Cellulite is hard to beat. Despite focused diets, targeted exercises, and the best weight loss efforts, cellulite still manages to cling to the hips, buttocks, and thighs. But that isn’t true for all women. So why do some women get cellulite, while other women (and most men) don’t?
What really causes cellulite? The answer isn’t entirely straightforward, but a lot of it it has to do with a combination of factors that, unfortunately, make women’s bodies much more susceptible to cellulite. The first factor has to do with the collagen structure in most women’s thighs compared to most men. The variation largely comes down to differential hormonal levels—because men generally have significantly more testosterone than women, male collagen structure tends to be thicker and closer-knit, while the overall collagen structure in a female’s body looks more like a picket fence, with wider openings. The tighter collagen structure of male skin helps to maintain smoothness on the skin’s surface. Secondly, due to women’s generally higher levels of estrogen, female bodies tend to store more fat. Lastly, women have more alpha receptors, which use fat cells to create more fat. In combination, these factors make for the perfect cellulite-friendly trio, as more fat cells press against weaker collagen structures, causing dimpling on the skin’s surface.
But why do some women get cellulite while others don’t? For one, everyone’s body is unique. That means that different women have different hormone levels, and thus their collagen structure may be more or less inclined to show cellulite. Diet may also play a factor, as some processed and packaged foods can contain estrogen-mimicking ingredients that tend to promote the creation and storage of more fat in the body. Another factor may have to do with sedentary career and lifestyle choices. Desk jobs and television binges cause a decline in circulation in the legs, leading to decreased collagen production. This causes collagen structures to weaken, making way for cellulite. Finally, restrictive clothing choices may also come into play. The tighter the pants (or underwear) the greater the decline in circulation and collagen production, thereby boosting the risk of developing cellulite.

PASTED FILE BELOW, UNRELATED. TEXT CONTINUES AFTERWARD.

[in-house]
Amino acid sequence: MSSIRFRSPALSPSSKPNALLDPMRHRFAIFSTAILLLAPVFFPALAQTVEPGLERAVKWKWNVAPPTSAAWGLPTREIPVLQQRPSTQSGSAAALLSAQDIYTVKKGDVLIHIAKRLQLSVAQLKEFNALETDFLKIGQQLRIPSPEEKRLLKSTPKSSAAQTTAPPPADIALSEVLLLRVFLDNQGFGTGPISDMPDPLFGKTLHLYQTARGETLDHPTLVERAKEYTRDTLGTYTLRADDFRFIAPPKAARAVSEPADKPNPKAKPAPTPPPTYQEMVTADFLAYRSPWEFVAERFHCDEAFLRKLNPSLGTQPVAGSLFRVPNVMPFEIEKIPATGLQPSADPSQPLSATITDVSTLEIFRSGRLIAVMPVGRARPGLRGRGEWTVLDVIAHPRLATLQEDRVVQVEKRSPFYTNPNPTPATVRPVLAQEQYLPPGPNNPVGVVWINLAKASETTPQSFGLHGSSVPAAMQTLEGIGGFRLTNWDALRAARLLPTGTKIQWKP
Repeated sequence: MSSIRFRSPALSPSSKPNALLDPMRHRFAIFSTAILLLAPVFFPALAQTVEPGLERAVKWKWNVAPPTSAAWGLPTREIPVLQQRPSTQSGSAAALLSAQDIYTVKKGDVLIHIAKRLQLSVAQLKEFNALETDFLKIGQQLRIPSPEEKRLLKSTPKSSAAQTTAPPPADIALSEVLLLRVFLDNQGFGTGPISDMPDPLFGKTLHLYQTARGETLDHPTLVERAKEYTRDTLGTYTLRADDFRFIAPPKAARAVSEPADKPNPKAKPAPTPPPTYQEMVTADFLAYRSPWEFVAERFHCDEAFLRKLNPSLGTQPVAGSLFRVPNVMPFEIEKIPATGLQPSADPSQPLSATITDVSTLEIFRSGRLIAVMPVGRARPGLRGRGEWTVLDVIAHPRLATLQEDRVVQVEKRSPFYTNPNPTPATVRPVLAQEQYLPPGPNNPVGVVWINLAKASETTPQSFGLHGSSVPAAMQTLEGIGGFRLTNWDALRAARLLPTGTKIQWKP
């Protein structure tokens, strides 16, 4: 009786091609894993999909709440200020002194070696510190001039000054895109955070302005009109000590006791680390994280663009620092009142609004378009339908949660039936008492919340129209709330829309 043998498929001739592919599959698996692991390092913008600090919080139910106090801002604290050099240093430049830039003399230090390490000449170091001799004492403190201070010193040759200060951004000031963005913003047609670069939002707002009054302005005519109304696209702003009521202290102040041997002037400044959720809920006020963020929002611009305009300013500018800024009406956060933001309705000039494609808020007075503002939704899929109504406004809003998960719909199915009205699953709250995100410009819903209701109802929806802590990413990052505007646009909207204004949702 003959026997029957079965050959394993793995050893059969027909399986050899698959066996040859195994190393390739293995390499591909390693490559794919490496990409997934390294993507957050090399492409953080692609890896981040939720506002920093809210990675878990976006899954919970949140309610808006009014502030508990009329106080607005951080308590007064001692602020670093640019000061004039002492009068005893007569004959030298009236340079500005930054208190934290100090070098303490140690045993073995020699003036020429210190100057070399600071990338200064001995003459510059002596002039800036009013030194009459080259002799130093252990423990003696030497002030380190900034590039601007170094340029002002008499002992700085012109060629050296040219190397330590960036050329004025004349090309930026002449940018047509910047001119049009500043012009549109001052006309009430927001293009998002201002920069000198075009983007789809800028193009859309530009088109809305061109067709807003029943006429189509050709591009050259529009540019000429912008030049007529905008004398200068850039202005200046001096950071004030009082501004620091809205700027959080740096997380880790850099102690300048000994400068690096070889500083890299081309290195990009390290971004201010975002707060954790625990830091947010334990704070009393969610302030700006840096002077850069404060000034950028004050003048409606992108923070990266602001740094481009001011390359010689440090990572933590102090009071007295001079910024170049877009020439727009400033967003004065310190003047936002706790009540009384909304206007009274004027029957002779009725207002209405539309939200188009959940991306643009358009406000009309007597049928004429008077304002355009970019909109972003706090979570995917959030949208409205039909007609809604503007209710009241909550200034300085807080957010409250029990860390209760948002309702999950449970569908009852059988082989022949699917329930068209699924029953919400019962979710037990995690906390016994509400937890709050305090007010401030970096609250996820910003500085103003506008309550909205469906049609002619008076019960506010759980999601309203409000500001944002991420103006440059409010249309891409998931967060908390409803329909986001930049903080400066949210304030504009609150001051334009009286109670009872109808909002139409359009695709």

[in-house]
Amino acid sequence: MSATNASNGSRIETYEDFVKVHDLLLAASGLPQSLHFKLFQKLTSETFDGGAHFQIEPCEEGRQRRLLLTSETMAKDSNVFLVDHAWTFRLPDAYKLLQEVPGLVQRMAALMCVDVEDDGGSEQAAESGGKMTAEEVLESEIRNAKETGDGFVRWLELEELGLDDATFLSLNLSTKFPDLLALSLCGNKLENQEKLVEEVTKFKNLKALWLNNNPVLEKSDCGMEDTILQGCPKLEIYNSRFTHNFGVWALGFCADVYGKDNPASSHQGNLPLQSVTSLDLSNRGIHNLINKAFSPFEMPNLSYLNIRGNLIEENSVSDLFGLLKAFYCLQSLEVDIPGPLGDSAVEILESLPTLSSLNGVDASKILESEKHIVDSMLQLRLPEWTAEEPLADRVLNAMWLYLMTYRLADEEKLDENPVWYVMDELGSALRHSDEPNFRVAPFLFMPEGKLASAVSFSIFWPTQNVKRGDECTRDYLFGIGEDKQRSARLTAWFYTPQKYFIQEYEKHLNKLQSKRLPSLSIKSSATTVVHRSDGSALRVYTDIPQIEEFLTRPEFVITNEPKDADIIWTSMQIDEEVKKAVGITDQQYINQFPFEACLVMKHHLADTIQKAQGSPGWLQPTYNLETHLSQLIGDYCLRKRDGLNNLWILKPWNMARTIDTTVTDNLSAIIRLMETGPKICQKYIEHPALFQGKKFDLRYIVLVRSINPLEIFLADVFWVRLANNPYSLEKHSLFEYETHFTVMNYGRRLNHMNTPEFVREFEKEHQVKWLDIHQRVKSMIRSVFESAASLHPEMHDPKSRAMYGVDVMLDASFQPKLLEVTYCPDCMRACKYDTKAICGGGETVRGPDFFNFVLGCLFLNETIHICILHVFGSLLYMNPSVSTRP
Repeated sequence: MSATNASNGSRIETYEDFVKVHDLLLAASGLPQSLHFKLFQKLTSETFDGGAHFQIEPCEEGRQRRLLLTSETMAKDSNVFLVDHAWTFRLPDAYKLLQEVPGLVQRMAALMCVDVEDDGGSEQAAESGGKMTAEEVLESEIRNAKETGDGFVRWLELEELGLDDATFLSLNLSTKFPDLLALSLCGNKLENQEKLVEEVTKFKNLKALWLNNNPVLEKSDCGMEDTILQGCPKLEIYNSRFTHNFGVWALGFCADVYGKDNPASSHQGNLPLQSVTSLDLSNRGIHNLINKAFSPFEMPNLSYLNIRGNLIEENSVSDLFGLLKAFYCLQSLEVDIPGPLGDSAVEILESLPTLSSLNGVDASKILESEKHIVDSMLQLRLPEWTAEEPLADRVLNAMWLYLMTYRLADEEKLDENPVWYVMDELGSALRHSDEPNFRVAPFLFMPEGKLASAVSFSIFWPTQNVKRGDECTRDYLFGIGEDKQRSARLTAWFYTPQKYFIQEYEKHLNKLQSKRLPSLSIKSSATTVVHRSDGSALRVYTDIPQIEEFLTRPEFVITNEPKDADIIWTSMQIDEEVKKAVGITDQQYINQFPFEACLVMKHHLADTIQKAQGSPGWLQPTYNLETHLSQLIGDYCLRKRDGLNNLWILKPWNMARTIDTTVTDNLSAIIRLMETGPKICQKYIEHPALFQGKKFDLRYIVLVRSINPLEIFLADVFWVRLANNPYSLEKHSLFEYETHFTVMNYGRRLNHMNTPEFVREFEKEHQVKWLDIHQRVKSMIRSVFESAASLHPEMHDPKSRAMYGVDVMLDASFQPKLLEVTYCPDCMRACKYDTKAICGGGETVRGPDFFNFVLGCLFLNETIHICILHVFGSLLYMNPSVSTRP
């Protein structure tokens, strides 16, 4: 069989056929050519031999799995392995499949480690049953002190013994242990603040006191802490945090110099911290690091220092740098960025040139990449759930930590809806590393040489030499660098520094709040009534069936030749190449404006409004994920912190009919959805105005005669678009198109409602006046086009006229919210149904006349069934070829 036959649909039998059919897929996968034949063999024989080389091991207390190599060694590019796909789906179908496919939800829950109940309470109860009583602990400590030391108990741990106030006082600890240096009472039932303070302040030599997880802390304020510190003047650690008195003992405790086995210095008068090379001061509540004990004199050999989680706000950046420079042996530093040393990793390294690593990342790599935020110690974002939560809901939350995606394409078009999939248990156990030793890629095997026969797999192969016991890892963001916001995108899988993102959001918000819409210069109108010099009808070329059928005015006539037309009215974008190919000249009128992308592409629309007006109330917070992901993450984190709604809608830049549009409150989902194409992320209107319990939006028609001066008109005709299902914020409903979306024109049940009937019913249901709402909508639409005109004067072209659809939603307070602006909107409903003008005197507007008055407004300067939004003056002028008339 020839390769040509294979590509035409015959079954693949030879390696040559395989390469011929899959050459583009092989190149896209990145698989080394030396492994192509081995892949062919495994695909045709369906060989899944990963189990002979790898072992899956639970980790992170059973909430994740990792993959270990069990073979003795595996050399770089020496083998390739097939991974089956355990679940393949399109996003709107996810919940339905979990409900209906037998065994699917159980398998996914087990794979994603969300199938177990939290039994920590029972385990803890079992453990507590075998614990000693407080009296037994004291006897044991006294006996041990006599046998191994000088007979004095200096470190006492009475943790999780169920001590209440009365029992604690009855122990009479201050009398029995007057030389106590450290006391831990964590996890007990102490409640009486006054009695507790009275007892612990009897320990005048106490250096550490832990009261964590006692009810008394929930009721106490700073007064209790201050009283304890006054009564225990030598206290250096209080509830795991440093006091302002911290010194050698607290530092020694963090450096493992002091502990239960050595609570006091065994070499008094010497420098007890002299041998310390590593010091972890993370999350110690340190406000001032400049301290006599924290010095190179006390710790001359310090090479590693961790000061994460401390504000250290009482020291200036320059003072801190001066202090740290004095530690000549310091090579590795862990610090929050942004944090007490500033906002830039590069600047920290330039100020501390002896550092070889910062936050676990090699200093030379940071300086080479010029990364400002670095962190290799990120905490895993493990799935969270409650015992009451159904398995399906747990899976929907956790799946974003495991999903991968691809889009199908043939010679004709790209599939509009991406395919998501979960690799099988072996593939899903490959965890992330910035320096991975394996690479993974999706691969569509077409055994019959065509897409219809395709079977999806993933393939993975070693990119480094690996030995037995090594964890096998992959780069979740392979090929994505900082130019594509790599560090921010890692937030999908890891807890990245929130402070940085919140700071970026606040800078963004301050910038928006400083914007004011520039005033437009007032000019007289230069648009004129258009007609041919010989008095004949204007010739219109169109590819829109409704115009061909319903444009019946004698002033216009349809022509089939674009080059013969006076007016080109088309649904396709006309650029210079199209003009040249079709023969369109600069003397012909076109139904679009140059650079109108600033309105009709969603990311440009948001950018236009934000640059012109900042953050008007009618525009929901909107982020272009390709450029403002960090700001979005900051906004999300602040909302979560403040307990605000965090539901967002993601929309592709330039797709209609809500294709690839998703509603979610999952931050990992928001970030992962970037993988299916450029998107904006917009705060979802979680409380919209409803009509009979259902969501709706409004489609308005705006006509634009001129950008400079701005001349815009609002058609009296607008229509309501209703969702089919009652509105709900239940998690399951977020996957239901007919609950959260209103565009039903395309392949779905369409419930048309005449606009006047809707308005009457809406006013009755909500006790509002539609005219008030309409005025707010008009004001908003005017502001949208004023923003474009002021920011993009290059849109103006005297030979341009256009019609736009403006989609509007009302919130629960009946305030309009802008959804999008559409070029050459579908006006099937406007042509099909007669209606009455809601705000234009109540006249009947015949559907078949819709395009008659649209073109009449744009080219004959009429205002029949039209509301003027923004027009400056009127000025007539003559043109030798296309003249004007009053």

While genetics can also play a role, preventative measures like a healthy diet (including one without ingredients that might interfere with hormone levels), lots of exercise to improve circulation, and avoiding restrictive clothing can make a big difference.
Though some women appear to have cellulite and others do not, it’s important to remember that the latter may not be entirely true: cellulite comes in four grades, from zero to three, suggesting that even those women who don’t seem to have any cellulite may still have it — it’s just less visible.
The first grade of cellulite (beyond grade zero) is the least visible, with minor dimples looking a little bit like an orange peel. The second grade is what is often likened to cottage cheese in appearance and the skin is a little looser. The third grade may be described as appearing more like a mattress, with deeper dimples and lax skin.
For those seeking treatment for unwanted lumps and bumps, know that any successful treatment for cellulite must have a three-pronged approach to be effective:
Creams and liposuction treatments target the fat below the surface, but these treatments often neglect to boost collagen levels or circulation, meaning the remaining fat will cause cellulite to re-appear. To cover all the cellulite-fighting bases, consider a radio frequency-based treatment plan to effectively reduce its appearance. Using energy delivered below the skin’s surface via cutting-edge technology that combines radio frequency and electro magnetic fields, these treatments generate heat to melt away fat cells, while boosting skin’s natural collagen production levels and improving circulation.
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